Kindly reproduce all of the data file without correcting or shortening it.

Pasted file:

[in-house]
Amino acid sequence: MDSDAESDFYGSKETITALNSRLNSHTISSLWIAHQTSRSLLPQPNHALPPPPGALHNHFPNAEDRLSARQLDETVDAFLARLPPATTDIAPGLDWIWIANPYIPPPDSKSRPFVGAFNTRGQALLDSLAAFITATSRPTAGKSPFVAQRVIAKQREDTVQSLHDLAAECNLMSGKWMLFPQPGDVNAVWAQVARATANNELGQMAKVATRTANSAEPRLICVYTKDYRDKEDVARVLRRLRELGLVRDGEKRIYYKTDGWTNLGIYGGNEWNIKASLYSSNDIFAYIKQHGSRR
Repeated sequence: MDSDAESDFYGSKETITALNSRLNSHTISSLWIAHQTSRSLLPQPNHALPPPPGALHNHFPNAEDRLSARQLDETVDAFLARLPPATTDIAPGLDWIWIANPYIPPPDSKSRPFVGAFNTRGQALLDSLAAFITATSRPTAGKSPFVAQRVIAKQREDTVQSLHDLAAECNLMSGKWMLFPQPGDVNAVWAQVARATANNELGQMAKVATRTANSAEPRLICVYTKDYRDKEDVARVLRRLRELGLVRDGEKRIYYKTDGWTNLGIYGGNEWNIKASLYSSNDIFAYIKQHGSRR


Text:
[in-house]
Amino acid sequence: MDSDAESDFYGSKETITALNSRLNSHTISSLWIAHQTSRSLLPQPNHALPPPPGALHNHFPNAEDRLSARQLDETVDAFLARLPPATTDIAPGLDWIWIANPYIPPPDSKSRPFVGAFNTRGQALLDSLAAFITATSRPTAGKSPFVAQRVIAKQREDTVQSLHDLAAECNLMSGKWMLFPQPGDVNAVWAQVARATANNELGQMAKVATRTANSAEPRLICVYTKDYRDKEDVARVLRRLRELGLVRDGEKRIYYKTDGWTNLGIYGGNEWNIKASLYSSNDIFAYIKQHGSRR
Repeated sequence: MDSDAESDFYGSKETITALNSRLNSHTISSLWIAHQTSRSLLPQPNHALPPPPGALHNHFPNAEDRLSARQLDETVDAFLARLPPATTDIAPGLDWIWIANPYIPPPDSKSRPFVGAFNTRGQALLDSLAAFITATSRPTAGKSPFVAQRVIAKQREDTVQSLHDLAAECNLMSGKWMLFPQPGDVNAVWAQVARATANNELGQMAKVATRTANSAEPRLICVYTKDYRDKEDVARVLRRLRELGLVRDGEKRIYYKTDGWTNLGIYGGNEWNIKASLYSSNDIFAYIKQHGSRR